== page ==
Busy streets of midtown is just around the corner, yet you don't feel that big city bustle while at Winn Park neighbourhood.
My favourite mansion.

5. Museum of Federal Reserve Bank of Atlanta. 
There is one interesting and unusual place for those who are curious to find out how the largest financial system in the world functions and where American money get literally produced.
I'm talking about Federal Reserve Bank and its Atlanta's subsidiary (known as Atlanta Fed). The bank established a nice museum with behind the glass view of the some of their real operations (money sorting and counting). Unfortunately, pictures are not allowed inside the building/museum, so you'll have to visit it yourself.
The Fed's building is the masterpiece as well with some classical elements combined with monolithic white marble.

6. Martin Luther King, Jr Memorial. 
No trip to Atlanta would be complete without visiting Martin Luther King, Jr Memorial.
Georgia had historically been a centre of American slavery, so no wonder Atlanta happened to be a birthplace of a future leader for the civil rights movement - Martin Luther King, Jr.
The story of Martin Luther King, Jr and what he did not only to fight the racial discrimination, but paved a way to combat other civil rights discrimination, would probably warrant a separate article. I'll only mention that this place, Ebenezer Baptist Church was chosen as the King's memorial, because this is were he was baptized and served as a pastor.
The tomb of Martin Luther King, Jr. and his wife, Coretta Scott King.

7. Downtown. 
Downtown Atlanta is not the nicest place in the city, however this is where you can locate the majority of popular tourists attractions.
Downtown generally looks nice, sometimes a bit rundown. There are lots of old buildings from 1920s and 1930s.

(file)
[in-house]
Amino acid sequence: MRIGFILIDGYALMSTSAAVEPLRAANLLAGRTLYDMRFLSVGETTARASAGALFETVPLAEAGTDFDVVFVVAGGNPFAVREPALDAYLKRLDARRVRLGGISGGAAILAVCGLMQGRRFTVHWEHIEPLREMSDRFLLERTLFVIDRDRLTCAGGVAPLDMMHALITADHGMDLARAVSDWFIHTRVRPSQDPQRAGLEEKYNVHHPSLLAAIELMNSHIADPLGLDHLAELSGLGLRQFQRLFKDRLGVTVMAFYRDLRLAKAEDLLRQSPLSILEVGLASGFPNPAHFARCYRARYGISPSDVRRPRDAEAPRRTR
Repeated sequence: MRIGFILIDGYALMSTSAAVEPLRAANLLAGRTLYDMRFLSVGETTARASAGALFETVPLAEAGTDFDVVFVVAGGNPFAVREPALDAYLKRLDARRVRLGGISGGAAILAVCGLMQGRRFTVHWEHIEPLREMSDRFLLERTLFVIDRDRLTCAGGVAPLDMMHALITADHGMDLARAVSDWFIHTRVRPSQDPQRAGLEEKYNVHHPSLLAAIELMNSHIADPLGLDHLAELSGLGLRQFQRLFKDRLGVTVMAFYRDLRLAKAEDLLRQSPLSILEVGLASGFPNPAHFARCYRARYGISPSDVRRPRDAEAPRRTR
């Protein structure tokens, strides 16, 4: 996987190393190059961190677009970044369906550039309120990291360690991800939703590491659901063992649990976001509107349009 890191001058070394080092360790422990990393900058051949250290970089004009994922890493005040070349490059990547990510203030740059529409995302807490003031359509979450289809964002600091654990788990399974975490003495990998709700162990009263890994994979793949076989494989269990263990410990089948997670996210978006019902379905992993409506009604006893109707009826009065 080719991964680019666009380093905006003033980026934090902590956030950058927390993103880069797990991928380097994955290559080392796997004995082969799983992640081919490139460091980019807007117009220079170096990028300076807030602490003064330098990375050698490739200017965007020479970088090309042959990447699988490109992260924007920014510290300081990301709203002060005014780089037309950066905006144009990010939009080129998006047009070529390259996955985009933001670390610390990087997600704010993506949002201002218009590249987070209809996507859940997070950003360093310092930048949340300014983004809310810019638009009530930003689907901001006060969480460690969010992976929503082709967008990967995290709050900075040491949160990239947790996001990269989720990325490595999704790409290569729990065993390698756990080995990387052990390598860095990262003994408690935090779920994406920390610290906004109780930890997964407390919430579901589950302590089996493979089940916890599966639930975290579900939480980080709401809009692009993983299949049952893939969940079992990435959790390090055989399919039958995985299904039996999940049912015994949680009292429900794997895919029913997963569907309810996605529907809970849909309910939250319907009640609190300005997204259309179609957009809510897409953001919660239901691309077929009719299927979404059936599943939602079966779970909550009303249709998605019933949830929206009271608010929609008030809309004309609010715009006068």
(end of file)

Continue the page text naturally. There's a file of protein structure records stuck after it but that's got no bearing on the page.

This building, overlooking an always busy part of Downtown Connector (a junction of two major Interstate highways that cause epic traffic jams) is apparently abandoned.
Locals tend to avoid it outside of weekday working hours and there is a reason for that - you don't really feel safe there despite the presence of police and safety ambassadors.
No doubt, Georgia is famous for its peaches. Every car plate in Georgia has it.
But whoever approved names for Atlanta's roads was definitely biased in favour of a peach tree. I found at least 4 different roads in midtown and downtown Atlanta that bear that name - Peachtree.
Peachtree Center, a neofuturistic complex of buildings is probably the ugliest structure I've ever seen in downtown areas of big cities.
It's 'unique selling point' is a number of pedestrian sky bridges that connect different buildings.
Looks like Detroit, seriously. In a good way.

8. Centennial Olympic Park. 
Atlanta hosted 1996 Summer Olympic Games. Despite the tragic Centennial Olympic Park's bombing on July 27 that killed 1 and injured 111, the games was a success for Atlanta - both economical and reputational. 
Centennial Olympic Park is the access point to World of Coca Cola, Georgia Aquarium, Centre of Civil and Human Rights and CNN Studio Tours.
Giant sun-powered generators installed at the parking lot.

9. Atlanta Airport. 
And last, but not least, Hartsfield–Jackson Atlanta International Airport. It plays a vital role in the Atlanta's current economic boom. 
It's the busiest airport in the world by passenger traffic, and the one that claims to have the largest number of direct flights within the US.
The Atlanta's airport is a hub for the biggest US carrier - Delta.  At least 2/3 of the airport space is taken by Delta!
The airport also hosts the Museum of Aviation (admission is free) which should be interesting for aviation enthusiasts.

You Might Also Like